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Archive for the ‘Creativity’ Category

Creative Arts Inspiration

Sunday, April 5th, 2015

ruskin quote

Book Review: Sweet and Simple Sewing

Sunday, March 22nd, 2015

Sweet and Simple Sewing

Sweet and SimpleSewing
Jessi Jung, Carrie Jung and Lauren Jung
Martingale; $24.99

Do you have spring fever? I certainly do and a look at this book by a mother-and-two- daughters team certainly has lots of inspiration to get thinking spring. The book includes 13 simple and cheery projects. I thought the luggage tag was charming, and the “Celebrations Quilt,” with its ice cream cones, balloons, candy apples and pinwheels is perfect for a child’s birthday party. You’ll find some unexpected projects, including the appliqué dragonfly mounted on canvas and the hand-bound journal.

Is It More Important That You Do It or That It Gets Done?

Wednesday, October 15th, 2014

chaos am arbeitsplatzI had a conversation with one of my clients last week about her massive to-do list. She was so busy doing things like shipping and answering emails that she could not work in her brilliance. For her this is designing. And, I can tell you she was frustrated, and her business was suffering from this.

Not delegating for some of us is really about giving up control. It is hard when we know how to do everything correctly. (Do we really?)

And, we think that by the time we show someone how to do it, we could have done it ourselves. Yes, it does take time initially. The end result is worth it.

For others it is not knowing where to start — what to delegate, who to delegate to, and where to find this person.

Here is a system that has worked for me and my clients.

  1. For the next couple of weeks, write down all the tasks you are doing. And, I mean all the tasks. Even personal tasks.
  2. Go back and identify the tasks as Entrepreneurial/Managerial (tasks you must do) or Administrative/Technical (tasks that could be done by someone else). You might even find tasks that are really unnecessary and should be deleted.
  3. Next to those that are Administrative/Technical and assign a dollar amount that you think you could pay someone for doing these tasks.
  4. Sort the tasks by category. You might find some related to your website, some to social media marketing, some to personal items, some to bookkeeping. This will help you identify the type of person — their qualifications — you need to hire.
  5. Identify potential resources where you might find help. Possibilities include;;;;; your church; your neighborhood; the local shelter; arts groups or guilds you belong to. Once you start thinking in this direction, you will come up with other ideas.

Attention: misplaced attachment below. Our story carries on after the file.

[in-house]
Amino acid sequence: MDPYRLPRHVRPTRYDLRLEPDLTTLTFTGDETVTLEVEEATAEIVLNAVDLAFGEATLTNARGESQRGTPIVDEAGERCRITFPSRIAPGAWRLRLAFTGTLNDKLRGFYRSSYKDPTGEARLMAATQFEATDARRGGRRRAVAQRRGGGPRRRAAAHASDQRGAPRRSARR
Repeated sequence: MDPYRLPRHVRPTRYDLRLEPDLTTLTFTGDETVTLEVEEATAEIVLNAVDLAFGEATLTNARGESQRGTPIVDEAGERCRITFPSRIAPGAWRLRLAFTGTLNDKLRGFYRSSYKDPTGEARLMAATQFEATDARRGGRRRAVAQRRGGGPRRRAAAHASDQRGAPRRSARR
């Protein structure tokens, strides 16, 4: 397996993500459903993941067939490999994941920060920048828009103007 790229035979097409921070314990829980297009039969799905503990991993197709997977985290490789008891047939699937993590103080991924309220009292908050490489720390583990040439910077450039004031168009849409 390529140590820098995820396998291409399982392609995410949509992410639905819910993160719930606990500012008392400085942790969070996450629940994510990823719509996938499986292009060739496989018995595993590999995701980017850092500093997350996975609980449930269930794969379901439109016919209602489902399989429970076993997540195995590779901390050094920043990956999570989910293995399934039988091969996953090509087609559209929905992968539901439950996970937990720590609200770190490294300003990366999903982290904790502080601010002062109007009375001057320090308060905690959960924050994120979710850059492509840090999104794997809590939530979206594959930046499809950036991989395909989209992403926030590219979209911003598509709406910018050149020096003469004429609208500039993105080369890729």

6. Start with the lowest cost items first or the ones that are most frustrating to you. For many people, bookkeeping is the first task they delegate. Set up expectations for the task, create trainings/procedures for the person you hire, and develop a system to be sure that things get done.

Yes, this takes time, and should be something to revisit on a periodic basis. It is easy to slip back into doing it yourself instead of teaching someone else to do it, especially if the hire does not work out as you expected.

So what should you be delegating that you are not? Who are you going to hire? And, when? Share what one item you are willing to let go of.

If you have taken steps to delegate, or have more questions regarding delegation, please feel free to leave a reply below or on the ICAP Fan Club Facebook page.



Please do! Just use it in its entirety and be sure to include the blurb below:

Morna McEver is the founder and CEO of the International Association of Creative Arts Professionals where creative arts entrepreneurs craft business success. Her weekly e-zine offers tips, techniques and inspiration to help you craft business success from your creative arts passion. You can sign up for a FREE subscription at



Are You Practicing The 3 R’s?

Wednesday, April 2nd, 2014

medium_11236539783What are the 3 R’s, you ask? Recycle, reuse, repurpose. How much of what you create just needs to be spiffed up or re-slanted to make it new? We see it all the time in other areas. Disney is a prime example. They often issue re-releases or special editions of their classics. They recreate the excitement, find additional audiences, and make more sales. How can you do this as a creative arts professional? We are all artists and continually look for something new. Here are some ideas: